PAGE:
A Window for Rescuing American Foreign Policy

Conventional wisdom during the recent presidential election campaign held that foreign policy was not an issue. In the sense that no international crisis dominated the debate, this was true. Campaign inhibitions, however, had a profound effect on the United States response to problems abroad.

Bosnia: Reluctant to appear to renege on the pledge that US troops would remain only one year in Bosnia, the president finessed the question during the campaign while quietly preparing for a more extended deployment. The issue should now be faced squarely; US troops are still needed as part of the NATO force in Bosnia if the troops of other countries are to remain and a new war is to be averted.

Moscow's nuclear arms: A clash of political ideologies stood in the way of implementing the dismantling of Russia's nuclear arsenal. The last Congress, still affected by the cold war, balked at appropriating the required funds, calling the program "aid to Russia." Many in Congress preferred to spend far more on a new missile defense system rather than deal with the nuclear threat that exists. That anomaly needs to be reconsidered.

Middle East peace: Presumably less inhibited by voting and fund-raising concerns, the administration is now in a position to make clearer its strong support for implementing the provisions of the Oslo declaration of principles. This could begin by a more forthcoming position in both the White House and Congress on aid to the new Palestinian Authority and a firm stand on Jewish settlements as an obstacle to peace.

Cuba: President Clinton, conscious of electoral politics, reluctantly signed the Helms-Burton legislation penalizing others, including close allies, for dealing with Cuba. In light of the total lack of support from other countries and only moderate evidence of impact on Cuba, it is time to rethink this approach. Any review will be strongly opposed by the bill's author, reelected Sen. Jesse Helms, but without such reconsideration the US faces an extended period of legal and diplomatic challenges and a block on development of alternative policies toward Fidel Castro.

NATO expansion: The strong support in the administration and Congress for NATO expansion arose in part from the desire to win votes among Eastern European ethnic groups in the US. With the election past, it would be wise to think more seriously whether the American public is truly prepared to extend its commitment to use force to the borders of Ukraine. A US Senate rejection of such a pledge, after hopes have been raised in Europe, could spell disaster for US credibility.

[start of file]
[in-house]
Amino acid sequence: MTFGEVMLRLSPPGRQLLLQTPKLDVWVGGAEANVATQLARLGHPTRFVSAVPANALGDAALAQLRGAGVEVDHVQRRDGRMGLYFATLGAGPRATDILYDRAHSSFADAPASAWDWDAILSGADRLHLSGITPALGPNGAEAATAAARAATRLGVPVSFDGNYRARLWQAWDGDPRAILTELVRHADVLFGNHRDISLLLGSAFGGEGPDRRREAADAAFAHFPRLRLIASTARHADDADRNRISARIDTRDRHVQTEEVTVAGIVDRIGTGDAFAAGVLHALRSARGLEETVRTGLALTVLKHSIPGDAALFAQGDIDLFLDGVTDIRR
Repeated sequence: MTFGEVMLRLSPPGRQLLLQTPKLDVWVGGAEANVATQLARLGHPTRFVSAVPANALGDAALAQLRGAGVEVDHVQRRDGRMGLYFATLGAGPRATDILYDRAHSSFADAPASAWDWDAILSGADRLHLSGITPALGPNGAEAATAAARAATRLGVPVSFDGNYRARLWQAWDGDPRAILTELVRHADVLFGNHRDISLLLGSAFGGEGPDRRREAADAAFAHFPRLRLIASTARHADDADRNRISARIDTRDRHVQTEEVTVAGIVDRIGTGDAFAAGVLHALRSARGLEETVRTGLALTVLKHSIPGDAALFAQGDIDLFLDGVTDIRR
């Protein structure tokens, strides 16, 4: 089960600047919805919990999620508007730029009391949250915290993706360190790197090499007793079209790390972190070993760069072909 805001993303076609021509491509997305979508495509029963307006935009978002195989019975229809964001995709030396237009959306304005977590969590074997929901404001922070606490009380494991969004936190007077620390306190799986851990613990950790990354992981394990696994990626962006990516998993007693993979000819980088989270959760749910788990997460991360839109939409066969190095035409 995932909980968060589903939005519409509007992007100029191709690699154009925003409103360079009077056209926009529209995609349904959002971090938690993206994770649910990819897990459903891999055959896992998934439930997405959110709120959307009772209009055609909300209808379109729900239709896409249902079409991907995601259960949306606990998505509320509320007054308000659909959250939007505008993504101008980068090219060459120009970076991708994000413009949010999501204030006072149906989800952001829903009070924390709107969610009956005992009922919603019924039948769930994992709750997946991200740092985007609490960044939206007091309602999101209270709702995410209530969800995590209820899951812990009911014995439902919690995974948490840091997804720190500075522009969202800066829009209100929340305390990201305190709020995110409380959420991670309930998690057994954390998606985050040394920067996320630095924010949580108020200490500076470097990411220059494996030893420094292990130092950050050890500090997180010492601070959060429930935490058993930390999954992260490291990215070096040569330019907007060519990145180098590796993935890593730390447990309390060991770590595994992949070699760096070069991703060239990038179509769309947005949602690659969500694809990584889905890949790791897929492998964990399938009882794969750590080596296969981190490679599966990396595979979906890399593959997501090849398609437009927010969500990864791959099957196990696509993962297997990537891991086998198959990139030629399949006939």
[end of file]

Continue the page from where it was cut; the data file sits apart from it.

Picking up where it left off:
Relations with the UN: Even after the election, the strong antagonism toward the United Nations and its Secretary- General, Boutros Boutros-Ghali, remains. Away from the heat of campaign politics, however, the administration should find a graceful way out of the embarrassment of US arrearage in contributing to the UN budget and the abrupt rejection of a further term for Mr. Boutros-Ghali. Neither posture helps Washington in pursuing its international agenda.

Diplomatic readiness: Because of the preelection "balance the budget" syndrome, the administration apparently has been unwilling to press to reverse the disastrous decline in funding for the Department of State and essential resources to support foreign policy. This unwillingness resulted, for example, in the administration's refusal to seek $1 million from Congress to assist Kurdish factions, a sum that might have prevented one faction from turning to Saddam Hussein. Washington was more prepared to spend 20 times that amount on missiles fired into Iraq because such an expenditure was from military funds already appropriated. The closing of posts and downsizing of the diplomatic establishment mean US diplomats will become little more than housekeepers for other government agencies. Is this what the country wants?

Election campaigns distort US foreign policymaking. Domestic politics will always be a factor, whether in the executive or the legislative branch. The constitutional cycle, however, provides windows between elections when policymaking decisions should be less dominated by political fears. Such a time has come and should be used to correct politically motivated errors of the past two years.

*David D. Newsom, former undersecretary of state, is Cumming Memorial Professor of International Affairs at the University of Virginia.

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